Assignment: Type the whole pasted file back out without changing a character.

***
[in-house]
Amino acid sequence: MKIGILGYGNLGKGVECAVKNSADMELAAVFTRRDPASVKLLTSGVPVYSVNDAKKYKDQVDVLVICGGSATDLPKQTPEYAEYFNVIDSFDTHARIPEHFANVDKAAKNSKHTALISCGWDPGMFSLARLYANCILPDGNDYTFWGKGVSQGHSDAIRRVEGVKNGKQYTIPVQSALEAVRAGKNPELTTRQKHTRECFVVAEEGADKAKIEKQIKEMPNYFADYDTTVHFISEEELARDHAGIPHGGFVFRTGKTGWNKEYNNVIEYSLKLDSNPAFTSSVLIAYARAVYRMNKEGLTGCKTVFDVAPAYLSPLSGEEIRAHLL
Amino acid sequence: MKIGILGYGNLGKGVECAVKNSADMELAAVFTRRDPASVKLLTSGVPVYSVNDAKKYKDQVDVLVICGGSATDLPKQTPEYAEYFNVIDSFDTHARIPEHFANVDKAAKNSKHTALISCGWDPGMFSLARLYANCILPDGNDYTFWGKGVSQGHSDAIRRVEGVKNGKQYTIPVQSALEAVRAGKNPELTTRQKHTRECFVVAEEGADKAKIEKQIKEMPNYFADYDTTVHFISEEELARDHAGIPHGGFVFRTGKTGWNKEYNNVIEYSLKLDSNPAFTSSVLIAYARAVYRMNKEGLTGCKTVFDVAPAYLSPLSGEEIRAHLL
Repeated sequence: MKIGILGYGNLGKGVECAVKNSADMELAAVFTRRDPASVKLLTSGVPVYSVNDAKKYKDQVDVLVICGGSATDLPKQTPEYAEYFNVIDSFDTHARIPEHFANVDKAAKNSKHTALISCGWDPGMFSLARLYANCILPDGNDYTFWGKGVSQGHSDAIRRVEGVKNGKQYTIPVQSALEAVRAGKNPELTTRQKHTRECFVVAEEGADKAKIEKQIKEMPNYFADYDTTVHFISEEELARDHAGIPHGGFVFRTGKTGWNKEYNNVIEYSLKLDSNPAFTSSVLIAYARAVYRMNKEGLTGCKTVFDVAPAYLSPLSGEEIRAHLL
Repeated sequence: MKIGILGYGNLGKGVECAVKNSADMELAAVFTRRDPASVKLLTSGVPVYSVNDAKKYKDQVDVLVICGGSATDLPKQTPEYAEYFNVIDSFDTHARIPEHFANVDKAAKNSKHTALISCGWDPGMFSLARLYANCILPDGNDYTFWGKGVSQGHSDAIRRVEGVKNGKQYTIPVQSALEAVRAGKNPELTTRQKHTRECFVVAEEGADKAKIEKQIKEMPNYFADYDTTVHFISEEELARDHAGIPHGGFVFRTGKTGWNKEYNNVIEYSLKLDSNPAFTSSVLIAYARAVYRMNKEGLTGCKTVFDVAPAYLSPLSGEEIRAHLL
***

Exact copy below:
[in-house]
Amino acid sequence: MKIGILGYGNLGKGVECAVKNSADMELAAVFTRRDPASVKLLTSGVPVYSVNDAKKYKDQVDVLVICGGSATDLPKQTPEYAEYFNVIDSFDTHARIPEHFANVDKAAKNSKHTALISCGWDPGMFSLARLYANCILPDGNDYTFWGKGVSQGHSDAIRRVEGVKNGKQYTIPVQSALEAVRAGKNPELTTRQKHTRECFVVAEEGADKAKIEKQIKEMPNYFADYDTTVHFISEEELARDHAGIPHGGFVFRTGKTGWNKEYNNVIEYSLKLDSNPAFTSSVLIAYARAVYRMNKEGLTGCKTVFDVAPAYLSPLSGEEIRAHLL
Amino acid sequence: MKIGILGYGNLGKGVECAVKNSADMELAAVFTRRDPASVKLLTSGVPVYSVNDAKKYKDQVDVLVICGGSATDLPKQTPEYAEYFNVIDSFDTHARIPEHFANVDKAAKNSKHTALISCGWDPGMFSLARLYANCILPDGNDYTFWGKGVSQGHSDAIRRVEGVKNGKQYTIPVQSALEAVRAGKNPELTTRQKHTRECFVVAEEGADKAKIEKQIKEMPNYFADYDTTVHFISEEELARDHAGIPHGGFVFRTGKTGWNKEYNNVIEYSLKLDSNPAFTSSVLIAYARAVYRMNKEGLTGCKTVFDVAPAYLSPLSGEEIRAHLL
Repeated sequence: MKIGILGYGNLGKGVECAVKNSADMELAAVFTRRDPASVKLLTSGVPVYSVNDAKKYKDQVDVLVICGGSATDLPKQTPEYAEYFNVIDSFDTHARIPEHFANVDKAAKNSKHTALISCGWDPGMFSLARLYANCILPDGNDYTFWGKGVSQGHSDAIRRVEGVKNGKQYTIPVQSALEAVRAGKNPELTTRQKHTRECFVVAEEGADKAKIEKQIKEMPNYFADYDTTVHFISEEELARDHAGIPHGGFVFRTGKTGWNKEYNNVIEYSLKLDSNPAFTSSVLIAYARAVYRMNKEGLTGCKTVFDVAPAYLSPLSGEEIRAHLL
Repeated sequence: MKIGILGYGNLGKGVECAVKNSADMELAAVFTRRDPASVKLLTSGVPVYSVNDAKKYKDQVDVLVICGGSATDLPKQTPEYAEYFNVIDSFDTHARIPEHFANVDKAAKNSKHTALISCGWDPGMFSLARLYANCILPDGNDYTFWGKGVSQGHSDAIRRVEGVKNGKQYTIPVQSALEAVRAGKNPELTTRQKHTRECFVVAEEGADKAKIEKQIKEMPNYFADYDTTVHFISEEELARDHAGIPHGGFVFRTGKTGWNKEYNNVIEYSLKLDSNPAFTSSVLIAYARAVYRMNKEGLTGCKTVFDVAPAYLSPLSGEEIRAHLL